Jonathan Seward

Jonathan Cornelius Seward was sentenced last week to a total sentence of 85 years for the March 3, 2018, assault and murder of Lawrence Leon Thomas Jr. and wounding of Timothy Hunt at a home on Kinsley Talley Road.  In a plea agreement reached in February, Seward agreed to plead guilty to reduced charges of second degree murder, malicious wounding, felony abduction and felony unlawful wounding.

Seward had originally been charged with murder in the first degree, felony attempted capital murder, aggravated malicious wounding, felony abduction and felony unlawful wounding.  Three of the charges carried life sentences. 

The attack took place at around 11 p.m. on Saturday, March 3, 2018.  Authorities were dispatched to the home after someone reported “bodies lying on the ground.”  Arriving on the scene, Mecklenburg County deputies Sgt. Brent Evans, Josh Watts and Tyler Duncan discovered two seriously injured men, Timothy Hunt, 52, of Boydton and Lawrence Leon Thomas Jr., 50, of Brodnax, lying in the yard of the residence.  Thomas passed away at the scene from head and neck trauma shortly after officers arrived. Hunt was transported to VCU Health Community Memorial Hospital in South Hill and later to MCV in Richmond with serious injuries. 

 Following an investigation, Seward was taken into custody in Macon, North Carolina, and charged with being a fugitive from justice in relation to an outstanding felony warrant from Mecklenburg County for the malicious wounding of Timothy Hunt. 

Commonwealth’s Attorney Allen Nash called only one witness on Wednesday, Jeffrey Thomas, first cousin of Lawrence Thomas.  Thomas told the court that he and Lawrence Thomas had been more like brothers than cousins and that the two had grown up together.  

“Lawrence Thomas would do anything for anybody,” said Thomas.   “Everyone loved Lawrence and Lawrence loved everybody.”

Thomas told the court that the murder has hurt the entire family.  “Not a day goes by that I don’t think about him,” said Thomas.  He added that it bothered him that Seward seemed to have no remorse for the crime.  “He came into court with no remorse,” said Thomas.  “He walked in with a smile on his face.”

“This has hurt three families,” said Thomas.  “It really hurts but we’ve got to forgive him.  My Bible tells me we’ve got to forgive him.”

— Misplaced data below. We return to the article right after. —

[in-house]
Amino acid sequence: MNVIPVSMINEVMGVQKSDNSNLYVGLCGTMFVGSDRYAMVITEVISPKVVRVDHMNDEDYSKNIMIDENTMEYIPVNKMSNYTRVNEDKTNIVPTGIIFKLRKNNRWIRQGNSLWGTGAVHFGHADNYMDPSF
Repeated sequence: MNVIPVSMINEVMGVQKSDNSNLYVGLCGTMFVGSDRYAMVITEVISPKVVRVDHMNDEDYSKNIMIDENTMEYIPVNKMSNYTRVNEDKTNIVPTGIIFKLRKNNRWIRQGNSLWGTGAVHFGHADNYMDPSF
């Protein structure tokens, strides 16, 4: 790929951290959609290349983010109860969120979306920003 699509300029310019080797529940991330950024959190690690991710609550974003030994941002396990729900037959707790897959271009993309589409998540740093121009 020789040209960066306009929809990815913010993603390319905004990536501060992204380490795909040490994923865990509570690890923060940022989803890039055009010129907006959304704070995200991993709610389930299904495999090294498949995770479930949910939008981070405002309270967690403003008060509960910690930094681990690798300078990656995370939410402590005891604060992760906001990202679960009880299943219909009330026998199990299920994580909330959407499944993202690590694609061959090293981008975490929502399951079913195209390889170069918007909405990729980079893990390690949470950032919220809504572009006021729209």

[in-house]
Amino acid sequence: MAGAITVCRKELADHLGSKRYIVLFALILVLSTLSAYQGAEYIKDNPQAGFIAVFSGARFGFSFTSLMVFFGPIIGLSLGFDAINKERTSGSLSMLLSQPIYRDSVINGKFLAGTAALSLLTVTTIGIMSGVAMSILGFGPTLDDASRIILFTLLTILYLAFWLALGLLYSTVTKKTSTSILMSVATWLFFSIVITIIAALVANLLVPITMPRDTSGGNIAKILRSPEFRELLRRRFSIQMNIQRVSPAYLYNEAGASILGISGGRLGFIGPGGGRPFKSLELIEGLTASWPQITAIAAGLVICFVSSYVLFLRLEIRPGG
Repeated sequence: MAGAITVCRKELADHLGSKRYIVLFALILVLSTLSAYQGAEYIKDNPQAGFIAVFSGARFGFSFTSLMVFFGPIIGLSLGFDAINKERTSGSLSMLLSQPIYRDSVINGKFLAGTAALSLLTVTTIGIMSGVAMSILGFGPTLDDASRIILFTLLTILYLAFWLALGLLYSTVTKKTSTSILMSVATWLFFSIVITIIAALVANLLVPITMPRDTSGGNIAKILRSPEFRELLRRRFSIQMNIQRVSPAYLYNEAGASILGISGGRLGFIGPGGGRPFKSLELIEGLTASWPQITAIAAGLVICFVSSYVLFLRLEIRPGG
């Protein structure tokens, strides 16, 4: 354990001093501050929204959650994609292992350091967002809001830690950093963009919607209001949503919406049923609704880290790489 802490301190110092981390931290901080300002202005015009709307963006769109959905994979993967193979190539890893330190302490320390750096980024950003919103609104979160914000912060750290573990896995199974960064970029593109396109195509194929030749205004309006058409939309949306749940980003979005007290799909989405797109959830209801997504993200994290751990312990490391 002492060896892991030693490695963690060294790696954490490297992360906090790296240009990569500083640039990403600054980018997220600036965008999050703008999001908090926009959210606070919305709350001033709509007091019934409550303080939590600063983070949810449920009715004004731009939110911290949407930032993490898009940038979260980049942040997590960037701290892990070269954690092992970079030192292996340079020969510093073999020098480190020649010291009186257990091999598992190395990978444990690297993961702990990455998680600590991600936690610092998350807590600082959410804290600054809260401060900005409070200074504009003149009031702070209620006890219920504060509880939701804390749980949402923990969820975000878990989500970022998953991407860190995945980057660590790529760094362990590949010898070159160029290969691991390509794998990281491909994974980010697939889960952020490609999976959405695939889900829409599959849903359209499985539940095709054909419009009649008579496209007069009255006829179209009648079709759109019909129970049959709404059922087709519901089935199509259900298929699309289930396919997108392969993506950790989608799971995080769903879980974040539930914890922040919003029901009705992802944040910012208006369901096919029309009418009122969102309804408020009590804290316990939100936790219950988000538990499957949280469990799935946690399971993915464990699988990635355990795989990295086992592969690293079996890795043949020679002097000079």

Defense attorney Michael Trent asked the court to consider Seward’s previous mental problems which included depression and hearing voices.

While Nash said that he did not disagree with the mental issues, he did say that the level of malice and injuries caused had to be considered.

“He took two lives on March 3,” said Nash. “It was absolutely horrible.  The level of savagery and brutality, the lack of human decency. He talked about what he did after the beating,” said Nash.  “He picked up a well cap and dropped it on Lawrence’s chest and head.”

Nash added that after the assault, Seward had urinated on the victim then poured bleach and Lysol on him because, he said, Seward believed those things would destroy any DNA on the victim.  

“That speaks to what kind of person Seward is,” Nash said.

Nash said that Seward has a long list of assault cases on his record, lists his vocations as landscaping and selling drugs and is also a registered sex offender.  

“He has checked just about every box conceivable under the judicial system.”  Nash added that even since being in jail, Seward has shown his violent side, being charged with another assault while incarcerated.

Telling Judge Andy Nelson, “This is one of the most brutal homicides I think your honor will ever see,” Nash asked for a sentence of 85 years.

Defense attorney Trent disagreed, saying that Seward had been fighting a war inside himself.  Although Trent said he felt the medical professionals had “done the best they could,” for Seward, he felt this case shows the broken mental health system in the Commonwealth.  He added that the record shows that when Seward had been on his medications he had “done well.”  Unfortunately, said Trent, when he could not afford his medications, his condition deteriorated.

Trent asked the court to factor the mental health issue into its final determination and asked for a sentence near the lower end or middle point of the sentencing guidelines.

Judge Nelson asked Seward if he wanted to say anything before sentencing.  Quietly, Seward replied “no.”

Nelson said that he had considered a number of factors, statements and evidence presented and called the crime “horrendous.”

“The victim was killed in a vile and brutal manner,” said Judge Nelson, also commenting on the injuries and suffering of Hunt. “There’s no excuse for that, Mr. Seward, none at all.”

Judge Nelson sentenced Seward to 40 years on the second degree murder charge with 20 years suspended, ten years on the attempted murder charge with five years suspended, ten years on the abduction charge with all time suspended and five years on the shooting-stabbing charge for a total sentence of 85 years with 50 years suspended for a total active sentence of 35 years.

Judge Nelson noted that Seward would be about 70 years old when released.